It isn't the kind of homecoming that Redzep Tahirovic expects. A U.N. aid vehicle drives through the bombed-out north Bosnian village of Kozarusa. It turns up a steep mountain cart track and five minutes later pulls to a stop outside a whitewashed stone cottage high on the hillside. For a moment, Redzep takes in the familiar scene: A battered scarecrow looks down from above the front door as protection against the evil eye; antique farming implements hang over the veranda; chickens and goats snuffle among the vines that mask the moonscape below.
"Nothing's changed," he murmurs, hopping out to greet a younger version of himself standing by the garden gate. "It's been a long time, Omer," says Redzep, his voice cracking.
"I'm happy to see you, brother," Omer replies stiffly, shaking hands. "But it's best you don't stay around here too long."
The two men last saw each in May, 1992. In one of the earliest instances of ethnic cleansing in the Bosnian conflict, soldiers from a nearby Yugoslav army barracks rounded up Kozarusa's Muslim inhabitants--99% of the village's population. A few, among them Redzep's wife and son, were murdered in an act of random violence. The rest, including Redzep, were thrown into concentration camps. To make sure the villagers didn't come back, the Serb soldiers dynamited their homes. After three months of internment, Redzep was released in a prisoner exchange and ended up in a refugee center outside Prague. He had begun rebuilding his life when, last May, Redzep heard that his brother's family was still alive. So, passing up the chance for a permanent-residence permit, he returned to Kozarusa and what remained of his family.
He should have looked at the map. Kozarusa now lies within the Bosnian Serb Republic, the ethnically Serb "statelet" that occupies half of partitioned Bosnia-Herzegovina. Cut off from the outside world during the Bosnian war, it saw some of the conflict's worst ethnic cleansing. Just how Omer and his family survived is unclear. They claim they simply kept their heads down. Extremists in the nearby town of Prijedor--a onetime Muslim bastion packed with embittered Serb refugees from other parts of Bosnia--have said they don't want refugees to return. They have warned Omer that if Redzep stays the family could be endangered. "Without him here," says Omer, "we're safe...for now."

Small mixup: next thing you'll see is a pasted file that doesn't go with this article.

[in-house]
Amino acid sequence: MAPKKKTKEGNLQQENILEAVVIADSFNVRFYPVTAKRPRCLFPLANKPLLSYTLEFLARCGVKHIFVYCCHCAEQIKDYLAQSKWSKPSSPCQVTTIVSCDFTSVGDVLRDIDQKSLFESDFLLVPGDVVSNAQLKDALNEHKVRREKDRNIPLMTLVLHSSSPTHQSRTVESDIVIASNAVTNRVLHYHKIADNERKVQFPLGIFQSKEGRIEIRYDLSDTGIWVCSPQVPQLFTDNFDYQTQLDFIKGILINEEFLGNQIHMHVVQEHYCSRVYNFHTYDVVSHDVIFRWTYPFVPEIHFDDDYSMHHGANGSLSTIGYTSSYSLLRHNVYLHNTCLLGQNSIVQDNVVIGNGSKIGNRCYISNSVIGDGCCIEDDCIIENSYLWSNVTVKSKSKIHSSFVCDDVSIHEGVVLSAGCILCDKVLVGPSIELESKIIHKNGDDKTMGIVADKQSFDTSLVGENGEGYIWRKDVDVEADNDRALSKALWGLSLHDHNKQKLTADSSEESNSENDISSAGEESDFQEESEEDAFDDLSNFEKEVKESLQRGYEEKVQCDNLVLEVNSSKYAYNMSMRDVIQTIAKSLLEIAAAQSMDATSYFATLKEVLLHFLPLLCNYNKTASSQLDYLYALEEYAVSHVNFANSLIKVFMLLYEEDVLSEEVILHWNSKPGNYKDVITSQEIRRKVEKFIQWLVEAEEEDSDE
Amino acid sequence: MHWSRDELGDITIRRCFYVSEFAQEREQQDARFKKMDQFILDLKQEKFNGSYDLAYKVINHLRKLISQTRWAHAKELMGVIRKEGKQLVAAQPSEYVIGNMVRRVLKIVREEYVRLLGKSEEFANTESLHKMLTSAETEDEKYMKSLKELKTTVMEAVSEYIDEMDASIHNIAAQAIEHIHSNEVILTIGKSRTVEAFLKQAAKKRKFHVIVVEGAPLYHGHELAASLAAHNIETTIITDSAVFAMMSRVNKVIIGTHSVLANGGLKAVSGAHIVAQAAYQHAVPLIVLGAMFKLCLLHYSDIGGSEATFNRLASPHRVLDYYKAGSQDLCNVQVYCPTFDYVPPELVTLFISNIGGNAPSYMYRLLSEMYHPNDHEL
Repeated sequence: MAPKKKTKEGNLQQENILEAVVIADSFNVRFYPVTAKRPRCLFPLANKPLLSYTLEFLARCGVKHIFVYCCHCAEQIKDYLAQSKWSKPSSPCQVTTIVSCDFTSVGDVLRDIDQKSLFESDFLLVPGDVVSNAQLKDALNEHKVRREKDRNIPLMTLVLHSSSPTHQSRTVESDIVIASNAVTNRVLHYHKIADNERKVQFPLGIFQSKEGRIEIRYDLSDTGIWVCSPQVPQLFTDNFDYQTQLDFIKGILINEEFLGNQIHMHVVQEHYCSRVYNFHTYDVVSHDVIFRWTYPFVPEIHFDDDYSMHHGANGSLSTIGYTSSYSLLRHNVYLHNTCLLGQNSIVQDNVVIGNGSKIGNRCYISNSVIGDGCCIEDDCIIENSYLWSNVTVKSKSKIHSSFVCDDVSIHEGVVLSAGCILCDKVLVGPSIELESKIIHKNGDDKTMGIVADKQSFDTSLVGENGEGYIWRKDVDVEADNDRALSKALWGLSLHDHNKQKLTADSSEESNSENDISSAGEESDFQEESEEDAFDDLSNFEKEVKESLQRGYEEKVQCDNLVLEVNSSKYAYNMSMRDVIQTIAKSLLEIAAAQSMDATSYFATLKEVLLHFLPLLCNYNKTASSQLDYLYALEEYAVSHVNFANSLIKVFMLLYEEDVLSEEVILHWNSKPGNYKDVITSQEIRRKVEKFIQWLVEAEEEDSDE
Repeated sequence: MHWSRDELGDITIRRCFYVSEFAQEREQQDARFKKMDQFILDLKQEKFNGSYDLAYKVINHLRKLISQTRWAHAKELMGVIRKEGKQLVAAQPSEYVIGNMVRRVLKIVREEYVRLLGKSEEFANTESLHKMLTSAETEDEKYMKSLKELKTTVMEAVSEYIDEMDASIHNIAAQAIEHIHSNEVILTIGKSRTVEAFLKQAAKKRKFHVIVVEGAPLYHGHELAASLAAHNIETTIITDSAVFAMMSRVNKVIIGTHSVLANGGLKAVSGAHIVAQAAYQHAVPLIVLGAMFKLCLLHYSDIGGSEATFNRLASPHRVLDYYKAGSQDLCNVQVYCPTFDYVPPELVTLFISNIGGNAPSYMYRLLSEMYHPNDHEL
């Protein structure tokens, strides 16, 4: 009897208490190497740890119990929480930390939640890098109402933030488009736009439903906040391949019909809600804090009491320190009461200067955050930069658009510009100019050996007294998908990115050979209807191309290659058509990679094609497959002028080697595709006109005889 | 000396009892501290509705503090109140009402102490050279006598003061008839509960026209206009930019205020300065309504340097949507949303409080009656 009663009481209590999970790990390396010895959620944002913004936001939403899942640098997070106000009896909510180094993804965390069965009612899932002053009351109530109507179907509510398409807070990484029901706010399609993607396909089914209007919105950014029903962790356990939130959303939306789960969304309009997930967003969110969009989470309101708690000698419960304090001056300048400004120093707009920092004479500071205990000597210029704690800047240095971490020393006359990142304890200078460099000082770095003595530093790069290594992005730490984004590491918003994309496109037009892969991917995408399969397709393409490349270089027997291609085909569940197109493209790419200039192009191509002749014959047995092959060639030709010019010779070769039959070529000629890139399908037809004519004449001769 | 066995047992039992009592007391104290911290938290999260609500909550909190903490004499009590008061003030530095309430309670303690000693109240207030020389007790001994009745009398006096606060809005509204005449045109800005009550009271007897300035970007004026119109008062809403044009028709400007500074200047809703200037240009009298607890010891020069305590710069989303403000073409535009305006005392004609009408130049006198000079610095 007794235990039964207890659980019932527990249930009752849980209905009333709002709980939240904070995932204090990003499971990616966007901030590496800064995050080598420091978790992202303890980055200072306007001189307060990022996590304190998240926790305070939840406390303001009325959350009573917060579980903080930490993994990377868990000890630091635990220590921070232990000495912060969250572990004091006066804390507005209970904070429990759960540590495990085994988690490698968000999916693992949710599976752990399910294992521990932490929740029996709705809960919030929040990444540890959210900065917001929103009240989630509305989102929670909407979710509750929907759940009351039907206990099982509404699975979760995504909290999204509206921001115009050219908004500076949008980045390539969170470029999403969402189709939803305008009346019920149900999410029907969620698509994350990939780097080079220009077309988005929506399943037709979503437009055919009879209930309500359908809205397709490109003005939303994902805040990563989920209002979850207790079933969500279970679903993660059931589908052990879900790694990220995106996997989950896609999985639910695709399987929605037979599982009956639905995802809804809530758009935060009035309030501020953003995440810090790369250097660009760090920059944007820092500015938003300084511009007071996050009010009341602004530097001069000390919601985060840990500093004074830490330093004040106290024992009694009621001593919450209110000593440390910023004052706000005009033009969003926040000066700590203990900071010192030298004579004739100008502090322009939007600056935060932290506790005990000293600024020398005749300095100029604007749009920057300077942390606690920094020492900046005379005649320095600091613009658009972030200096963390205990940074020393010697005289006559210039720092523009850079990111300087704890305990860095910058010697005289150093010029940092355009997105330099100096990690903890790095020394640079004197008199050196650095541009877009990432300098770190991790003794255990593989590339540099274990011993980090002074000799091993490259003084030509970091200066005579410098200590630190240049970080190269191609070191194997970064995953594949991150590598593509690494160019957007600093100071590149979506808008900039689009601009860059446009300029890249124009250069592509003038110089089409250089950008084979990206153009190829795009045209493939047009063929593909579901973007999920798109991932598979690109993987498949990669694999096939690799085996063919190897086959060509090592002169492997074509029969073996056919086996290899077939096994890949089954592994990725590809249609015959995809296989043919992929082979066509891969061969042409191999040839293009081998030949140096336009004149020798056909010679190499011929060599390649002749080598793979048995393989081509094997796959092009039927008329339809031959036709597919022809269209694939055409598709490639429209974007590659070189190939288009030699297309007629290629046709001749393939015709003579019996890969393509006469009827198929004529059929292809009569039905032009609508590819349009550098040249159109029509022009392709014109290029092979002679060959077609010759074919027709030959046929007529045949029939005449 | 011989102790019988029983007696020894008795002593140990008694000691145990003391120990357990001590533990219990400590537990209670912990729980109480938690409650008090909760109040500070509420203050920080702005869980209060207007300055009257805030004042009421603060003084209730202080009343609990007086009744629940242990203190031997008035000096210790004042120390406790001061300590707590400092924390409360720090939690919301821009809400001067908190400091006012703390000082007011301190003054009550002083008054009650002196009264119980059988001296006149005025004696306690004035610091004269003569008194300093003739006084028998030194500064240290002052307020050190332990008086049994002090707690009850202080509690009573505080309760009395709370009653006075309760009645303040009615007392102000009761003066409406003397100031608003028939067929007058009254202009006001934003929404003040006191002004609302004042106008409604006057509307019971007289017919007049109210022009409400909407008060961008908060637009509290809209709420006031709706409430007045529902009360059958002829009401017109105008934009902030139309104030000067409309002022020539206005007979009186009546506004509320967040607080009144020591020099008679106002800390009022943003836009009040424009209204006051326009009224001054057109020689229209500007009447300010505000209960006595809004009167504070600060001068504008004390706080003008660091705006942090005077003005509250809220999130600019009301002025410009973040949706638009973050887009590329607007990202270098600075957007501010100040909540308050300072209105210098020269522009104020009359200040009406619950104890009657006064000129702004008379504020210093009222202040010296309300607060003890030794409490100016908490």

Redzep's plight, while sad, is unexceptional. Last year, all but three European countries ended the "temporary refugee status" that was specially created to cope with the flood of escapees. Of some 225,000 Bosnians who returned home in 1997, 75% are still "internally displaced," or unable to settle permanently. Thousands still live in holding centers. Those who have found accommodations live in fear that they'll be turned out by returning prewar owners.
"POOR REDZEP." By comparison, the Czech returnees have fared better than most. "I take my hat off to the Czechs," says Christopher Bennett, an analyst with the International Crisis Group, a think tank in Washington. "Not only did they find housing for their people, they made damn sure there were no surviving claimants to the property."
With close to a million internal refugees in Bosnia, there isn't a lot of housing stock available. So Redzep is allotted a couple of rooms salvaged from a gutted building in a mostly deserted village. It's just outside Sanski Most, about 18 miles from Kozarusa.
Even brotherly visits are unlikely, for a while. While a large NATO peacekeeping presence guarantees the safety of a bus that runs between Sanski Most and Prijedor, local police check documentation at both ends. Those caught outside their own ethnic zone risk beatings, or worse. "Poor Redzep," says Michael Luhan, an American adviser to People in Need, a charity that monitored Redzep's stay in the Czech Republic and organized his repatriation. "I wish we'd tried harder to persuade him to stay put. I can't see a lot of options for him there."
He can say that again. Despite micro-credit projects backed by the World Bank, unemployment in Sanski Most is around 80%--the highest in the country. That's due, in part, to the political strings that are attached to humanitarian aid.
Most governments insist that relief money be spent largely on supporting their own domestic industries. So relief workers in the field complain that initiative and self-reliance are being stifled. "Instead of giving people grain to plant crops, they're sending flour and milk from their own food mountains," says Ingebor Kraus, a German social worker. "This place is full of experts and advisers and engineers who couldn't hold down a job back home."
DUMPED. The irony of jobless Westerners seeking their fortunes in Bosnia isn't lost on Redzep, who is now unemployed. Back in the Czech Republic, he learned the language, got a job as a carpenter, and found a flat--the three requirements for a long-term foreigner residence permit. Most other European states spent 1997 deporting Yugoslav refugees--many of them in handcuffs because they refused to board planes voluntarily--to an uncertain future. But 10 times more have remained legally in the Czech Republic than have returned to their homeland. "The Czechs have relatively low unemployment, so there's work for anyone who wants it," explains Marie Pilatova of People in Need. "With the will to adapt, anyone could make it."
Redzep Tahirovic has sadly discovered that is not true at home. Dumped out in the countryside, surrounded by strangers, and rejected by his closest kin, he knows his prospects now are hopeless. "I wish I'd died in the camps," he says. "If I had a gun, I'd shoot myself."